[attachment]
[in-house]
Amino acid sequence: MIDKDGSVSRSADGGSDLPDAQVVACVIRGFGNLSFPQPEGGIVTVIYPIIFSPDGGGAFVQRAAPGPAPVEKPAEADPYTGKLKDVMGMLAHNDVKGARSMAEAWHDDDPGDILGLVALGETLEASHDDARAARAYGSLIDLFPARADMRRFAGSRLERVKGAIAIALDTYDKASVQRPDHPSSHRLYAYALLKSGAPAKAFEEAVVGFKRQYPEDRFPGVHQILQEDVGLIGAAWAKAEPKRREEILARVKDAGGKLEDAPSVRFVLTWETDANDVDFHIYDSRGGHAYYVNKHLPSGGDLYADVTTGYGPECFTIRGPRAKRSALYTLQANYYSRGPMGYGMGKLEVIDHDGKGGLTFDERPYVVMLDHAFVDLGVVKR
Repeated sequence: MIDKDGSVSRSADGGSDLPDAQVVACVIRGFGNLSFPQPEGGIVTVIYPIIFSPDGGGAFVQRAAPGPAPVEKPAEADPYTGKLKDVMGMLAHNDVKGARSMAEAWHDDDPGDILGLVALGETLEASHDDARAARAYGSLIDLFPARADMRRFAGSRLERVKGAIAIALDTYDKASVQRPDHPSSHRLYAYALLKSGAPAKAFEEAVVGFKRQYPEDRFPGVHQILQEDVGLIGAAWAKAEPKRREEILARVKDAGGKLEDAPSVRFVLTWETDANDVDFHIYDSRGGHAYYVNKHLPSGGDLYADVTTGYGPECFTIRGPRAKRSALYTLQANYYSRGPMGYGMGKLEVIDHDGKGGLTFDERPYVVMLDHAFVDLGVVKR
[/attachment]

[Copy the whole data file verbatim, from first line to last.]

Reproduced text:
[in-house]
Amino acid sequence: MIDKDGSVSRSADGGSDLPDAQVVACVIRGFGNLSFPQPEGGIVTVIYPIIFSPDGGGAFVQRAAPGPAPVEKPAEADPYTGKLKDVMGMLAHNDVKGARSMAEAWHDDDPGDILGLVALGETLEASHDDARAARAYGSLIDLFPARADMRRFAGSRLERVKGAIAIALDTYDKASVQRPDHPSSHRLYAYALLKSGAPAKAFEEAVVGFKRQYPEDRFPGVHQILQEDVGLIGAAWAKAEPKRREEILARVKDAGGKLEDAPSVRFVLTWETDANDVDFHIYDSRGGHAYYVNKHLPSGGDLYADVTTGYGPECFTIRGPRAKRSALYTLQANYYSRGPMGYGMGKLEVIDHDGKGGLTFDERPYVVMLDHAFVDLGVVKR
Repeated sequence: MIDKDGSVSRSADGGSDLPDAQVVACVIRGFGNLSFPQPEGGIVTVIYPIIFSPDGGGAFVQRAAPGPAPVEKPAEADPYTGKLKDVMGMLAHNDVKGARSMAEAWHDDDPGDILGLVALGETLEASHDDARAARAYGSLIDLFPARADMRRFAGSRLERVKGAIAIALDTYDKASVQRPDHPSSHRLYAYALLKSGAPAKAFEEAVVGFKRQYPEDRFPGVHQILQEDVGLIGAAWAKAEPKRREEILARVKDAGGKLEDAPSVRFVLTWETDANDVDFHIYDSRGGHAYYVNKHLPSGGDLYADVTTGYGPECFTIRGPRAKRSALYTLQANYYSRGPMGYGMGKLEVIDHDGKGGLTFDERPYVVMLDHAFVDLGVVKR